When playing around with Royal TSX I needed to mass convert the VMware Clarity .svg files to .png files that I could use as icons in Royal TSX.
After trying a series of different approaches, I ended up with using rsvg-convert from libRSVG. In order to get rsvg-convert installed on my MacBook, I turned to HomeBrew.
HomeBrew, which calls itself The missing package manager for macOS is in my opinion essential for any macOS user. If you are missing a command or utility, chances are that HomeBrew has you covered.
Once you have HomeBrew installed, you’re pretty much ready to go by running the following command in Terminal:
brew install librsvg
This installs the libRSVG formulae, and all it’s dependencies, and makes rsvg-convert available.
Once libRSVG installed locally, you can mass-convert .svg files by running the following command in your terminal of choice.
for i in *; do rsvg-convert $i -o `echo $i | sed -e 's/svg$/png/'`; done
This loops through every .svg file in the current directory, and creates .png versions of them, for usage elsewhere.
The VMware Cross vCenter VM Mobility – CLI was recently updated so I decided to try it out. In short, this little Java based application allows you to easily move or clone VMs between disparate vCenter environments.
The Fling is listed with the following requirements:
- JDK 1.7 or above
- Two vCenter instances with ESX 6.0
- Windows : Windows Server 2003 or above
- Linux : RHEL 7.x or above, Ubuntu 11.04 or above
There is no mention of macOS there, but I decided to give it a go any way, and it turns out that it works just fine on macOS as well!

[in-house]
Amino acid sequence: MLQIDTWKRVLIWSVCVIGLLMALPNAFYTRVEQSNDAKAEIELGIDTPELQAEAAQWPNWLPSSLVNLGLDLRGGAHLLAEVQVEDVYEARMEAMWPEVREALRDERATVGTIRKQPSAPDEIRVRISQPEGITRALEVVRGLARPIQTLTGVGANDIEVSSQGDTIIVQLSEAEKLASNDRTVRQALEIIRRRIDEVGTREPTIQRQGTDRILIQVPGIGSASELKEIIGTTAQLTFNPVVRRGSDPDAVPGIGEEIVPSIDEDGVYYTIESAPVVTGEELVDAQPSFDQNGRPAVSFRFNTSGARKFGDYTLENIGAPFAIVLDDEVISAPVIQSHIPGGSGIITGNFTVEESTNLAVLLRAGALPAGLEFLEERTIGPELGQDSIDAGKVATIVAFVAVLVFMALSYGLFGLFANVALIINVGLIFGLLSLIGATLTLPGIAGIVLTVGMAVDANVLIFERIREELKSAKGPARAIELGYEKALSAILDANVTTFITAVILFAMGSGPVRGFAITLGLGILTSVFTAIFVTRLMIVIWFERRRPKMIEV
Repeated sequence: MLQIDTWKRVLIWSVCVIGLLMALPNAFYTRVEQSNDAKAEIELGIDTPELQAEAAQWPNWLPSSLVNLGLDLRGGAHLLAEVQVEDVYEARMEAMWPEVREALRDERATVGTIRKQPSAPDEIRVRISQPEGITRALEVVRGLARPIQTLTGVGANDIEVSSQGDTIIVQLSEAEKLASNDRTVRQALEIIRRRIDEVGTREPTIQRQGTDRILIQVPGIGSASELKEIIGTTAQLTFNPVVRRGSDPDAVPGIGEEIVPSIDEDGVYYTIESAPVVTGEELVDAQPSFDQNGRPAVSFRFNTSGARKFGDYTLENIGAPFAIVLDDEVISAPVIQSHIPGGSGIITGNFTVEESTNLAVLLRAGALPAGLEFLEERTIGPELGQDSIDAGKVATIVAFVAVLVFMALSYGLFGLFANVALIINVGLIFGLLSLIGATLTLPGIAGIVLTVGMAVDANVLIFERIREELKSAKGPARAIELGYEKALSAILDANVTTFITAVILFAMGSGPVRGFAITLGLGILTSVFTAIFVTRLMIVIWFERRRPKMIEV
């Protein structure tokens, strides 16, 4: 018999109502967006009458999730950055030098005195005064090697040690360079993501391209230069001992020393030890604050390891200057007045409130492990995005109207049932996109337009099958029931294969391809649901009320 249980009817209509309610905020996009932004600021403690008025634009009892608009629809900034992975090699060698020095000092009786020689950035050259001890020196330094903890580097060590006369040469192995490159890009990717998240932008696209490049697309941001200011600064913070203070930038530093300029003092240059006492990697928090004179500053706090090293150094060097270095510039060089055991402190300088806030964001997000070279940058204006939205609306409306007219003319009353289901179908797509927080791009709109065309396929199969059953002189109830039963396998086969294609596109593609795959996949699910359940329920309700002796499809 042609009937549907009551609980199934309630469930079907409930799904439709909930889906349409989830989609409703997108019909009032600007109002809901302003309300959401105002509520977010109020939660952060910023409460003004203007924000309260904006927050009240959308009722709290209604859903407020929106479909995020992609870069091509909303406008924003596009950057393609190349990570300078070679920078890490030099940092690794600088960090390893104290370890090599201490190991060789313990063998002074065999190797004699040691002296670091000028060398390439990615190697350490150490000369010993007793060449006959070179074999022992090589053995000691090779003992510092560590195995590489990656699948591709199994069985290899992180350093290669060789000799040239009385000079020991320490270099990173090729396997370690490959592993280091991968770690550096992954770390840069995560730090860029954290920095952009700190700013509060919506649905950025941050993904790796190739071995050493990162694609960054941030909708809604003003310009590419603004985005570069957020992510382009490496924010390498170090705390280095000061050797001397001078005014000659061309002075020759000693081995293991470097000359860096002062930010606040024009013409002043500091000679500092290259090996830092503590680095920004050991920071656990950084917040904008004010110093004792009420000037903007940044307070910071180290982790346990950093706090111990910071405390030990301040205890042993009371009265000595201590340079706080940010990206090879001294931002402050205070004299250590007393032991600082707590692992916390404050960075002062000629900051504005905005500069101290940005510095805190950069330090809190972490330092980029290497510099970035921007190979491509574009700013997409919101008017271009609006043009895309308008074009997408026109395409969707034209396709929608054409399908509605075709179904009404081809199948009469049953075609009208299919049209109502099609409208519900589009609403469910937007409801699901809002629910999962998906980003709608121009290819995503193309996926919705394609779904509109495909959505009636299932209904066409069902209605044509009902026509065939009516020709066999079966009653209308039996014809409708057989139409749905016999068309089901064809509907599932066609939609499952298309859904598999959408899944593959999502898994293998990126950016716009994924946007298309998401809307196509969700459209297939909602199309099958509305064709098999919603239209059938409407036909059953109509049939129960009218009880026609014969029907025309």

Just make sure you have the Java JDK installed locally. When I ran it the first time, I got the following error, since the JAVA_HOME environment variable was not set.
~/Downloads/xvc-mobility-cli_1.2$ sh xvc-mobility.sh
set JAVA_HOME to continue the operation
This is very easy to fix, just run the following command in your terminal of choice, and xvc-mobility.sh should work just fine on your Mac.
Next up is running the fling with the correct parameters (this is a clone operation, not a relocate):
~/Downloads/xvc-mobility-cli_1.2$ sh xvc-mobility.sh -svc [source-vcenter] -su [source-vcenter-username]
-dvc [destination-vcenter] -du [destination-vcenter-username]
-vms [vm-name] -dh [destination-host]
-dds [destination-datastore] -op clone -cln [destination-vm-name]
13:41:40.591 [main] INFO com.vmware.sdkclient.vim.Task – CloneVM_Task | State = SUCCESS | Error = null | Result = [email protected]
13:41:40.597 [main] INFO com.vmware.sdkclient.vim.Task – Monitor task end
13:41:40.597 [main] INFO com.vmware.sdkclient.vim.Task – CloneVM_Task took : 0:51:33.728
13:41:40.603 [main] INFO c.v.s.helpers.CrossVcProvHelper – Successfully cloned the vm:[destination-vm-name]
I was able to clone a VM from my lab in Bergen to my lab in Oslo, without any problems what-so-ever. Not only is that a Cross vCenter vMotion, but also a Cross Country one, awesome!
Now this is just an example, please check the official documentation for all the parameters, and what the tool expects.
Working with the keyboard to move resize, focus and arrange your applications is a great productivity tip. When I changed from Windows to macOS a few years ago, I had a pretty convoluted setup based on Slate for managing keyboard shortcuts, especially for moving applications around, but this has since been simplified by using Spectacle instead of Slate.
Spectacle has everything I need, especially keyboard shortcuts for maximising an application, of “flinging” it over to another display.
Spectacle is free and comes highly recommended, give it a try!